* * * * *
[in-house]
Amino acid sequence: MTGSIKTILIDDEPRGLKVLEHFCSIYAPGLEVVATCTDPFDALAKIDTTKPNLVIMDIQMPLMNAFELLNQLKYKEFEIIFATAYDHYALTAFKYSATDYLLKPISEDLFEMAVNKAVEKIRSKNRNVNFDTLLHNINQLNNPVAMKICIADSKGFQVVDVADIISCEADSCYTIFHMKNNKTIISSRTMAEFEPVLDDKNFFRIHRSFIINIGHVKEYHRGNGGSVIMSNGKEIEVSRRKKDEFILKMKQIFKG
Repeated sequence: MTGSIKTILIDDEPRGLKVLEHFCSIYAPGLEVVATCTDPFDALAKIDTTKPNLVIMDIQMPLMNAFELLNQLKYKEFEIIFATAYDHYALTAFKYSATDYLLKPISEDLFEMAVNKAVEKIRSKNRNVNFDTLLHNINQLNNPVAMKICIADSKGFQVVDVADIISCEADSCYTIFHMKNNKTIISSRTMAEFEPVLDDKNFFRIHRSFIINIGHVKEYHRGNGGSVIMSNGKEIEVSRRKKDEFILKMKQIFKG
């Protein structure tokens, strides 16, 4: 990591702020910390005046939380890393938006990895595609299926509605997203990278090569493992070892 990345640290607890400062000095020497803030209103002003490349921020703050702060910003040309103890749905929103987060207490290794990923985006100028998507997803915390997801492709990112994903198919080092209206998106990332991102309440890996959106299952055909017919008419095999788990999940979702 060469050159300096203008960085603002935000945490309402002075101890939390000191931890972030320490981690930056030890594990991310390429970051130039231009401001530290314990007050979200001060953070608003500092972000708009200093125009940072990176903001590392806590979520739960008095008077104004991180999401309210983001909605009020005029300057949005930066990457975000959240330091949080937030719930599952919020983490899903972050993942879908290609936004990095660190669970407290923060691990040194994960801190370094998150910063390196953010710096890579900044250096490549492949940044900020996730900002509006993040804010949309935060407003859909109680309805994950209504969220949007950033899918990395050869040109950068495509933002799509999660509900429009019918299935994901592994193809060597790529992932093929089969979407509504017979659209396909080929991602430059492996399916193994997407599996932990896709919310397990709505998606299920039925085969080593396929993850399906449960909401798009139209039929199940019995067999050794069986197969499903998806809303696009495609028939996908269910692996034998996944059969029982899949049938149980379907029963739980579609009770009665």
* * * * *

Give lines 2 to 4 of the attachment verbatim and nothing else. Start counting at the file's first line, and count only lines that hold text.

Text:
Amino acid sequence: MTGSIKTILIDDEPRGLKVLEHFCSIYAPGLEVVATCTDPFDALAKIDTTKPNLVIMDIQMPLMNAFELLNQLKYKEFEIIFATAYDHYALTAFKYSATDYLLKPISEDLFEMAVNKAVEKIRSKNRNVNFDTLLHNINQLNNPVAMKICIADSKGFQVVDVADIISCEADSCYTIFHMKNNKTIISSRTMAEFEPVLDDKNFFRIHRSFIINIGHVKEYHRGNGGSVIMSNGKEIEVSRRKKDEFILKMKQIFKG
Repeated sequence: MTGSIKTILIDDEPRGLKVLEHFCSIYAPGLEVVATCTDPFDALAKIDTTKPNLVIMDIQMPLMNAFELLNQLKYKEFEIIFATAYDHYALTAFKYSATDYLLKPISEDLFEMAVNKAVEKIRSKNRNVNFDTLLHNINQLNNPVAMKICIADSKGFQVVDVADIISCEADSCYTIFHMKNNKTIISSRTMAEFEPVLDDKNFFRIHRSFIINIGHVKEYHRGNGGSVIMSNGKEIEVSRRKKDEFILKMKQIFKG
């Protein structure tokens, strides 16, 4: 990591702020910390005046939380890393938006990895595609299926509605997203990278090569493992070892 990345640290607890400062000095020497803030209103002003490349921020703050702060910003040309103890749905929103987060207490290794990923985006100028998507997803915390997801492709990112994903198919080092209206998106990332991102309440890996959106299952055909017919008419095999788990999940979702 060469050159300096203008960085603002935000945490309402002075101890939390000191931890972030320490981690930056030890594990991310390429970051130039231009401001530290314990007050979200001060953070608003500092972000708009200093125009940072990176903001590392806590979520739960008095008077104004991180999401309210983001909605009020005029300057949005930066990457975000959240330091949080937030719930599952919020983490899903972050993942879908290609936004990095660190669970407290923060691990040194994960801190370094998150910063390196953010710096890579900044250096490549492949940044900020996730900002509006993040804010949309935060407003859909109680309805994950209504969220949007950033899918990395050869040109950068495509933002799509999660509900429009019918299935994901592994193809060597790529992932093929089969979407509504017979659209396909080929991602430059492996399916193994997407599996932990896709919310397990709505998606299920039925085969080593396929993850399906449960909401798009139209039929199940019995067999050794069986197969499903998806809303696009495609028939996908269910692996034998996944059969029982899949049938149980379907029963739980579609009770009665």